The principal points of interest in the temple complex are the Bodhi tree; the Vajrasana, the Diamond Throne or the Seat of Stability, the red sandstone platform at the spot where the Buddha meditated; the Mahabodhi temple, the towering ornate structure to the east of the Bodhi tree, which houses a large, gilded, black stone image of the Buddha in the bhumisparsamudra (earth-touching posture); the carved, sculpted stone railing around the temple and stupas, and structures that commemorate events during the seven weeks that the Buddha spent here in a state of bliss after his Enlightenment, before he set out for Sarnath to proclaim to the world the liberating truths he had realised. A museum in the vicinity has gold, bronze and stone images of the Buddha. A 25m-high Great Buddha statue towers above a pleasant garden at the end of Temple Street. This impressive monument was unveiled by the Dalai Lama in 1989 and is surrounded by 10 smaller sculptures of Buddha’s disciples. The statue is partially hollow and is said to contain some 20,000 bronze Buddhas. The archaeological museum in Bodh Gaya contains a number of stone Buddhist sculptures dating from the 8th to 12th centuries, but the highlight is the collection of original granite and sandstone railings and pillars rescued from the original Mahabodhi Temple, some of which predate the temple by 700 years.

The collection of monasteries and temples that dot the bucolic landscape, built in their national style by foreign Buddhist communities, is one of Bodhgaya’s great joys. Each offers visitors a unique opportunity to peek into different Buddhist cultures and compare architectural styles. The Indosan Nipponji Temple is an exercise in quiet Japanese understatement compared to the richly presented Bhutanese Monastery nearby, which houses some wonderfully colourful and intricate frescoes. The most impressive of all the modern monasteries is the Tergar Monastery of the Karmapa school of Tibetan Buddhism. It’s a glory of Tibetan decorative arts that will leave you slack-jawed as you enter. A none-too-distant runner-up is the impressive Thai Temple, a brightly coloured wat with gold leaf shimmering from its arched rooftop and manicured gardens. Meditation sessions are held here mornings and evenings. The Tibetan Karma Temple, with double-dragon brass door knockers, and Namgyal Monastery, contain large prayer wheels. Monasteries are open sunrise to sunset. Other places to visit are the Shaivaite monastery surrounded by enchanting greenery and marked by architectural marvels and the Jagannath temple which has Shiva’s statue carved out of black stone.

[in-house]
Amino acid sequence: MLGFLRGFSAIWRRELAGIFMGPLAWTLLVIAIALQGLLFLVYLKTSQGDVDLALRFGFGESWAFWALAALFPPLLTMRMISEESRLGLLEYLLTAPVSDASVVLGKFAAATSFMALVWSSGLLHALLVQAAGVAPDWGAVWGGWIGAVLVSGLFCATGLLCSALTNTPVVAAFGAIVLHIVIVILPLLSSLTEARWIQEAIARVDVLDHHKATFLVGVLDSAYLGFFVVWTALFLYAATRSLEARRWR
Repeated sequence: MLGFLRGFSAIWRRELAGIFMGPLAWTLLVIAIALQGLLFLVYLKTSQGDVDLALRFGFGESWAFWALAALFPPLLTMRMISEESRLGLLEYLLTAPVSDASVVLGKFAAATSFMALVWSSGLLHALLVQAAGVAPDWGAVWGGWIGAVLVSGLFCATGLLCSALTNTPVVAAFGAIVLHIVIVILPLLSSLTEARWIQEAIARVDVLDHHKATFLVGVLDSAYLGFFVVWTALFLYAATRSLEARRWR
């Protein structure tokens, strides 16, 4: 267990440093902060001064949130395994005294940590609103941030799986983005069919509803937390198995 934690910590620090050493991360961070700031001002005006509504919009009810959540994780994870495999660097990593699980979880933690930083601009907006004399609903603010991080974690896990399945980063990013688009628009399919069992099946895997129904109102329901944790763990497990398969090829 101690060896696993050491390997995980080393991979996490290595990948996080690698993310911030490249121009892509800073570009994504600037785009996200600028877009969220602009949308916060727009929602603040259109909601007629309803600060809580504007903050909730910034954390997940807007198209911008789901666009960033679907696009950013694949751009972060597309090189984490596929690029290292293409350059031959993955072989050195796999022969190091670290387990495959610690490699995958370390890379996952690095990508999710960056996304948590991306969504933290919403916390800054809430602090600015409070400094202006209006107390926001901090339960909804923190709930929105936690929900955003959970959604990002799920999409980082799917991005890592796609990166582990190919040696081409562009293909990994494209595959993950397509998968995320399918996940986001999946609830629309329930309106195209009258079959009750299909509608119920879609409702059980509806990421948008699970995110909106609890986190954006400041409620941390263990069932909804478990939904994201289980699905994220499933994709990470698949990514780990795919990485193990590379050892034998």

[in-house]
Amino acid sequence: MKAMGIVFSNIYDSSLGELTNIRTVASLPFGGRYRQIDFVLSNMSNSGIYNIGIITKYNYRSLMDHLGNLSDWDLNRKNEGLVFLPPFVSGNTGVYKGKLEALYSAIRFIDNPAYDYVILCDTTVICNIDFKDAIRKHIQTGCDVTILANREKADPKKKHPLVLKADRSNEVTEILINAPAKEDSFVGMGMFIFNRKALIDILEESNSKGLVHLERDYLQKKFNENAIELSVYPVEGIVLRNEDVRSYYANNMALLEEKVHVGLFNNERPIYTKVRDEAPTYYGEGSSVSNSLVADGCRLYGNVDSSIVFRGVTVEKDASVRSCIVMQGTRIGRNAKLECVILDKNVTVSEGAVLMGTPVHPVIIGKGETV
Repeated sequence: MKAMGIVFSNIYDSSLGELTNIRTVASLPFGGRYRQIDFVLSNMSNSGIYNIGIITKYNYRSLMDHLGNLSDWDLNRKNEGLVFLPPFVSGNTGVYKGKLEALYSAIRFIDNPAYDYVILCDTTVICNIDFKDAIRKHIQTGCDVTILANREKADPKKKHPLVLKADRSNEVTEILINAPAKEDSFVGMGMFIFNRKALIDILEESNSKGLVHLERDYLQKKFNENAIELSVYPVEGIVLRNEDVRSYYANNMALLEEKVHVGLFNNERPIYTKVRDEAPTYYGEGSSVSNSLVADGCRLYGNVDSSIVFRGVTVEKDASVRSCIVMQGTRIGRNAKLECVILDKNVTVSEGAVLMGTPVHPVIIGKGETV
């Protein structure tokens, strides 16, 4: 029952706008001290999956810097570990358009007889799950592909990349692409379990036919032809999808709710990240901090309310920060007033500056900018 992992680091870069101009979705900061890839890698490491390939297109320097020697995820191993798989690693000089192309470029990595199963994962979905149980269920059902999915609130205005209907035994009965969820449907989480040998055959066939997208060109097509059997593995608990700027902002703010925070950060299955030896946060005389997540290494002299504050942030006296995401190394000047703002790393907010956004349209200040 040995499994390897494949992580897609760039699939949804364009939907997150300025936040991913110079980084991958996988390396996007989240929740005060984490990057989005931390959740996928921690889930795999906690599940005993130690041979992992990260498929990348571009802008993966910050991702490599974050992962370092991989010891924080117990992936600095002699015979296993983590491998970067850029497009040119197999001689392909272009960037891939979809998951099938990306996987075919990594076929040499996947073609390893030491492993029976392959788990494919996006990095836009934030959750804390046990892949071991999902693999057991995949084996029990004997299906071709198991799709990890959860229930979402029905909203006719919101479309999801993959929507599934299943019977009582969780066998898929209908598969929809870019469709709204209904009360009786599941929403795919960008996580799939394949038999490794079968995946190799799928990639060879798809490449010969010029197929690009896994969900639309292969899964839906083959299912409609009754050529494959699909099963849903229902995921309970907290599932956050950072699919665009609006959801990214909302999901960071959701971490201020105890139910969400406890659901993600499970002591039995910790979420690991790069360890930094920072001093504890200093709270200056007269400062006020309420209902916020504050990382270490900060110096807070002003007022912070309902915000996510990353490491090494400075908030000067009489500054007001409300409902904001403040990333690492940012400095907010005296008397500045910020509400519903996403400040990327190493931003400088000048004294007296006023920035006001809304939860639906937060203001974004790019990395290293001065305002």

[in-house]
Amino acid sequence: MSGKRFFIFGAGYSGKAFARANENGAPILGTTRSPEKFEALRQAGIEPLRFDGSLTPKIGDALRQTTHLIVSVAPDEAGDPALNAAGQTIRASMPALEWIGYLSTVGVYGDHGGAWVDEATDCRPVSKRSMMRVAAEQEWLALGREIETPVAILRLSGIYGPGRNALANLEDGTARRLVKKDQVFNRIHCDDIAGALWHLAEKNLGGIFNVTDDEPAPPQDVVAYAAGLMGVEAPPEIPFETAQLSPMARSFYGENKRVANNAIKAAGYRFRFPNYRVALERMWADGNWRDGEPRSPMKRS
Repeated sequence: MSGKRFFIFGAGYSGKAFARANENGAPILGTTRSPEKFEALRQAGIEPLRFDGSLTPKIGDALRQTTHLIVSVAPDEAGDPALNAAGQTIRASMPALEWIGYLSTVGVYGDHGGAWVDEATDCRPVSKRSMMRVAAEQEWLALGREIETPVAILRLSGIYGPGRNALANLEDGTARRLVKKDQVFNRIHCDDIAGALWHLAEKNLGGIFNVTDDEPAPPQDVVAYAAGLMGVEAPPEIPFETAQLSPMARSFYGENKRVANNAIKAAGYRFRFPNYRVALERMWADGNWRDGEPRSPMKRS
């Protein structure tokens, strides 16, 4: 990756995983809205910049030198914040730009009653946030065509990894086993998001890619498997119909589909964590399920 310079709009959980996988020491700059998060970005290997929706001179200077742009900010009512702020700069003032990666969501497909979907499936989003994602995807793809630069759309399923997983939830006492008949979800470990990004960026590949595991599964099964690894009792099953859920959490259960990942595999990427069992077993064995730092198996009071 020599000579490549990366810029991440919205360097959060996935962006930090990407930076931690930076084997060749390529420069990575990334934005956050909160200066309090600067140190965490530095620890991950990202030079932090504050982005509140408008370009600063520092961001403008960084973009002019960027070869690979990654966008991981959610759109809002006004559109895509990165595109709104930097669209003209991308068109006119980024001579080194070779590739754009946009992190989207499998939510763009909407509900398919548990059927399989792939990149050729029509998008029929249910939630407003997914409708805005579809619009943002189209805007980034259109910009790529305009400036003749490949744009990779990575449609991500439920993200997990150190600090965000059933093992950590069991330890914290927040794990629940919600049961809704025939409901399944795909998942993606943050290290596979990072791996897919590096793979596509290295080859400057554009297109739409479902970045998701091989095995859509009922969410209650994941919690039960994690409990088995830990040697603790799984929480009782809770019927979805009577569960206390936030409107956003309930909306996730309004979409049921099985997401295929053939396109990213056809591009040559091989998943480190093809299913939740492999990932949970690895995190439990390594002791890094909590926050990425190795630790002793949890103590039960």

Bodh Gaya attracts thousands of pilgrims from around the world every year, who come for prayer, study and meditation. They spend weeks, even months here, practising meditation techniques or enrolling for introductory courses in Buddhist teachings or learning to read Pali, the language of the ancient commoners and of the Buddha.  Some good places to imbibe knowledge are Root Institute for Wisdom Culture, International Meditation Centre, Bodh Gaya Vipassana Meditation centre, and Tergar Monastery, to name a few. You can stay at the very peaceful Root Institute for Wisdom Culture even if you’re not attending any of their courses.After a gruelling meditation session, you can enjoy authentic Thai massage in a massage clinic at the Thai Hospital, within the grounds of the Thai Temple, or go shopping at the Tibetan market.

Ayon Mandal

Ayon Mandal